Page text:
Hannah Arendt, Guilty Pleasure
Thrill to the Jewish Philosopher Queen as she does battle with boring Nazis, The New Yorker, and Mossad
You can keep Fast & Furious 6 and The Hangover Part III. My guilty pleasure this week is Hannah Arendt (premiering at New York’s Film Forum May 29), the latest collaboration between actress Barbara Sukowa and director Margarethe von Trotta. Guilt, of course, being the operative word.
How to characterize the movie’s protagonist? Hannah Arendt (1906-1976) was that German-Jewish wild child who embarked on a teenaged love affair with a married professor twice her age, the philosopher king (and future Nazi) Martin Heidegger; who wrote her dissertation on the concept of love in the writings of St. Augustine; who, costumed as a harem girl, met her first husband attending a Marxist-sponsored masquerade ball at Berlin’s Museum of Ethnology. The young Hannah smoked cigars and exhibited an intellect so dazzling that her mainly Jewish cohort nicknamed her Pallas Athena. She messed with future colleague Leo Strauss’ mind, was arrested only weeks after the post-Reichstag Nazi seizure of power for engaging in illegal Zionist activities, then smuggled herself out of Germany and into Paris (where she directed the local branch of the Youth Aliyah) only to be “interned” by Vichy before escaping again.
Arendt arrived in America carrying a cache of manuscripts entrusted to her by Walter Benjamin—appropriate in that, more than any other individual, she brought the culture of Weimar Jewish intellectuals to New York. She wrote for the German-Jewish press, worked for Schocken (where she edited the second edition of Gershom Scholem’s Major Trends in Jewish Mysticism as well as Kafka’s Diaries), introduced American readers to novelist Hermann Broch, contributed to Partisan Review and Commentary, and addressed the central political issue of her life with The Origins of Totalitarianism, published in 1951—the same year that she, stateless since 1933, was allowed to become an American citizen.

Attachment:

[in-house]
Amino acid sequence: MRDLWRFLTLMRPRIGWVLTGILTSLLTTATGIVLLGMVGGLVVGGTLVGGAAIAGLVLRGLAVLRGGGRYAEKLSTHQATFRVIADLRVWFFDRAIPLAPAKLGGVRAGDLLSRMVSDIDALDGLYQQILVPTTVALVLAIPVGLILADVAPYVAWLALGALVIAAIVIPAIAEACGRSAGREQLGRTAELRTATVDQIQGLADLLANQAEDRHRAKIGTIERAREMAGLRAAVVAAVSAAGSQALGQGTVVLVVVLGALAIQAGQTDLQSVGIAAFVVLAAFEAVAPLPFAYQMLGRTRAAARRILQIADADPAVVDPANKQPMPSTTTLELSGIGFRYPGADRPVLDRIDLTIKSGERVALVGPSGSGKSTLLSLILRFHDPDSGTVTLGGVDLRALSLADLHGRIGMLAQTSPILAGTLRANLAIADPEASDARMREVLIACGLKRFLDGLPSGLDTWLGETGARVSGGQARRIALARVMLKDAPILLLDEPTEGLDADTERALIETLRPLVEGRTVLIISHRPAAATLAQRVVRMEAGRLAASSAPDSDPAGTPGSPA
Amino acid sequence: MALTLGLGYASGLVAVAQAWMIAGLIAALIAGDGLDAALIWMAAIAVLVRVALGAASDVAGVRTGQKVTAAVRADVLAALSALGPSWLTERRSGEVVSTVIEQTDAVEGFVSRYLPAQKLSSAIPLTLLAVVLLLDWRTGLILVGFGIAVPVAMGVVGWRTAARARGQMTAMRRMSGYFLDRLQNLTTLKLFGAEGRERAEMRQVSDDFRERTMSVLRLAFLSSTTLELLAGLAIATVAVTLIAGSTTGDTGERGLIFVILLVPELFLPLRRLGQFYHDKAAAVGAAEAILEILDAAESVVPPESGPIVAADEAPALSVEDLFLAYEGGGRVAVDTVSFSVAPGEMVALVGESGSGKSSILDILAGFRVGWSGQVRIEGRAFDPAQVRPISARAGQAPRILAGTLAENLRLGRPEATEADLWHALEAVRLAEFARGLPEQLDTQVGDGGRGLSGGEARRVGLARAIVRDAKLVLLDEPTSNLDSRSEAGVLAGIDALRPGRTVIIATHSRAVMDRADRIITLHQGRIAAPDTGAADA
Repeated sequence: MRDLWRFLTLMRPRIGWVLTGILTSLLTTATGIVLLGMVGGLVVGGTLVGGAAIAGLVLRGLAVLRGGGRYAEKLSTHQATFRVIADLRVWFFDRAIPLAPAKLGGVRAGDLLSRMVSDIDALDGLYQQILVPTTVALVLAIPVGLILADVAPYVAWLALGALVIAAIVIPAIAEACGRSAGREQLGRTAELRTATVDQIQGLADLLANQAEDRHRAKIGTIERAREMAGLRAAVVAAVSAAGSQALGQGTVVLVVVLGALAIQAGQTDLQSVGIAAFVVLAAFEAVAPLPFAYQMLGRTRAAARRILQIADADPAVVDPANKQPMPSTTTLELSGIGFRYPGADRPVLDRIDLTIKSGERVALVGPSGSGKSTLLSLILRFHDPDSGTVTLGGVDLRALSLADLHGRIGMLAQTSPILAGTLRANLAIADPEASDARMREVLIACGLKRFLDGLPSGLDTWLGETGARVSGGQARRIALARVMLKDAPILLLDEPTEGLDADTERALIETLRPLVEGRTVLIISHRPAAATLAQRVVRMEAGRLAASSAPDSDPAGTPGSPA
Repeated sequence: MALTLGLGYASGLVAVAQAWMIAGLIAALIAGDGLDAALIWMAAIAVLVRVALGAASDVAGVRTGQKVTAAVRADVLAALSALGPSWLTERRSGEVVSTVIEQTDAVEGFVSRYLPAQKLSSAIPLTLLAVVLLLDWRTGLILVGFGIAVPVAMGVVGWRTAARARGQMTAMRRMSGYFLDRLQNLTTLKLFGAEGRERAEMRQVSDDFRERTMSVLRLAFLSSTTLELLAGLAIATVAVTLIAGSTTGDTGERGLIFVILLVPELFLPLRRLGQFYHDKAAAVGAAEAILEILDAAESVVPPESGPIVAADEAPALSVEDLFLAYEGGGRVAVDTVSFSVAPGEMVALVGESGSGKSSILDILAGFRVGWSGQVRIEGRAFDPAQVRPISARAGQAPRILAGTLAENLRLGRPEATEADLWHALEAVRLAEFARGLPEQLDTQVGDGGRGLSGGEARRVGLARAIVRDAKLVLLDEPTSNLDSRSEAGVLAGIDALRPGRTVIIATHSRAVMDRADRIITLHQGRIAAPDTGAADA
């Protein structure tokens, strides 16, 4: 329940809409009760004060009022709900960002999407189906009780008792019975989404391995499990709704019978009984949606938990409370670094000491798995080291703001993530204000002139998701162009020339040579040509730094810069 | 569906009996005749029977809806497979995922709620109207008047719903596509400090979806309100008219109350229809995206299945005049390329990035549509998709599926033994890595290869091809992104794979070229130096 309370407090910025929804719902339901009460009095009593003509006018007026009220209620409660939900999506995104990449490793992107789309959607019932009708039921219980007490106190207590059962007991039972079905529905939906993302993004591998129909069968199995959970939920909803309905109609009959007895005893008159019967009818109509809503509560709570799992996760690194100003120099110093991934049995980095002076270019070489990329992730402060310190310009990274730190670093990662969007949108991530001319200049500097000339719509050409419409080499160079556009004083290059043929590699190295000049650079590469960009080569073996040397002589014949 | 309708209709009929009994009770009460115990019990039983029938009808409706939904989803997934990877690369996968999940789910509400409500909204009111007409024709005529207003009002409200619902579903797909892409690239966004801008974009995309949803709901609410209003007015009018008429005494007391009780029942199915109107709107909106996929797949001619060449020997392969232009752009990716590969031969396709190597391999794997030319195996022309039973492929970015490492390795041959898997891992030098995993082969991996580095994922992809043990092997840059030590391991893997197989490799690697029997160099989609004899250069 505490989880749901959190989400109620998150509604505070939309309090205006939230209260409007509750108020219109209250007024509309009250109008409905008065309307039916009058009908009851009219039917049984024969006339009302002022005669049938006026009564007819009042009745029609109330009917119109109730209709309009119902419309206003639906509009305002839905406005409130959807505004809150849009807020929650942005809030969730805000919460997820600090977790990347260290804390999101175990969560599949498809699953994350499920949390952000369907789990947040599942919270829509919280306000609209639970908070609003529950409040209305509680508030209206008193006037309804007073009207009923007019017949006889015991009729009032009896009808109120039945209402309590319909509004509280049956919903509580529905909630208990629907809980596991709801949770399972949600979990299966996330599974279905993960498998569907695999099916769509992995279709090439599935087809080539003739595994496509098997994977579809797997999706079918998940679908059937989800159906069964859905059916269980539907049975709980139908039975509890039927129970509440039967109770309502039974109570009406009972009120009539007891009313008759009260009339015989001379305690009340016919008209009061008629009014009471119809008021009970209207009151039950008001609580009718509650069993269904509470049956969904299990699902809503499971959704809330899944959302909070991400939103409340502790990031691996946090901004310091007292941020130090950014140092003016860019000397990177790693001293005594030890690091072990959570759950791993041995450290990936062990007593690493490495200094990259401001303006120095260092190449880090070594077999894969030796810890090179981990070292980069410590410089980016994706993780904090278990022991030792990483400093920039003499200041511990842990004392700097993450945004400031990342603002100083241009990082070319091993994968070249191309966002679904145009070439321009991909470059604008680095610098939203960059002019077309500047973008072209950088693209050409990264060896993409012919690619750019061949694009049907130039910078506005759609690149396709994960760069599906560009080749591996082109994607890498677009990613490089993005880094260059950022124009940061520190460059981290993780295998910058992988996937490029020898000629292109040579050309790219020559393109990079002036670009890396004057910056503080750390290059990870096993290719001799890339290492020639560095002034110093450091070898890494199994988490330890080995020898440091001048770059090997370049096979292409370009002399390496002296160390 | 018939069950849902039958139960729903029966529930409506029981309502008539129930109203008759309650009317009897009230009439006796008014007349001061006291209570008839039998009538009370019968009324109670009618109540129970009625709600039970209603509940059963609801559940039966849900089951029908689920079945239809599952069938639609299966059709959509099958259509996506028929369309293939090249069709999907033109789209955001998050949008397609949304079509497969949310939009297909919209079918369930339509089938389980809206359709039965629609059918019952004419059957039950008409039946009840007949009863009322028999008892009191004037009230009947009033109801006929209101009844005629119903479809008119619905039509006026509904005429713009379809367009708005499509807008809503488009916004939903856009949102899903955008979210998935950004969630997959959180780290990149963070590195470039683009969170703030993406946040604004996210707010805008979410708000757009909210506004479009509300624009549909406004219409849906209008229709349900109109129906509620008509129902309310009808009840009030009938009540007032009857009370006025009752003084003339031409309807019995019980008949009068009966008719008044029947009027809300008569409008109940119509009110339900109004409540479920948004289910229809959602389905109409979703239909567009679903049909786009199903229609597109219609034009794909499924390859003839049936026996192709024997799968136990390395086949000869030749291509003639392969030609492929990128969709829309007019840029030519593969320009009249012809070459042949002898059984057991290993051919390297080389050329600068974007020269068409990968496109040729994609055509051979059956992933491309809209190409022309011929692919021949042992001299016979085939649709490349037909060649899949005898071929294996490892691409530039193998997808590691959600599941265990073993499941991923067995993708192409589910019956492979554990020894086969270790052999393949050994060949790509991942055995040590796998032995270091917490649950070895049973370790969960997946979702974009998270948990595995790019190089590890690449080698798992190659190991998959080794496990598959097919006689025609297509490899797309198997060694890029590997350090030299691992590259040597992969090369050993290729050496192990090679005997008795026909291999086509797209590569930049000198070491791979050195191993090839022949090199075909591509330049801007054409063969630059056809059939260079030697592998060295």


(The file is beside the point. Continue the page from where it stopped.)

A decade later, Arendt traveled to Jerusalem to report on the trial of Adolf Eichmann, the onetime Nazi “Administrator for Jewish Affairs,” captured by the Mossad in Argentina; in the late winter of 1963, nine months after Eichmann’s execution, she all but overshadowed the trial with five articles in The New Yorker that were shortly thereafter collected as Eichmann in Jerusalem: A Report on the Banality of Evil. The most scandalous Jewish-American text to appear between Sholem Asch’s The Nazarene and Philip Roth’s Portnoy’s Complaint, Arendt’s report made “the banality of evil” a world-renowned phrase and its author the most reviled Jewish thinker since Baruch Spinoza.
Delivering a robustly physical performance, Barbara Sukowa embodies the tension between Arendt’s pure reason and her concrete emotion. Here I feel obliged to admit my own irrational affection for the actress—not just because of her turns as a Fassbinder femme fatal (in Lola) and a good-hearted Weimar whore (in Berlin Alexanderplatz), although those performances certainly got my attention, but also because she left Germany in the early ’90s and has been since living among us in Brooklyn, mainly as a singer (even with a rock band, The X-Patsys).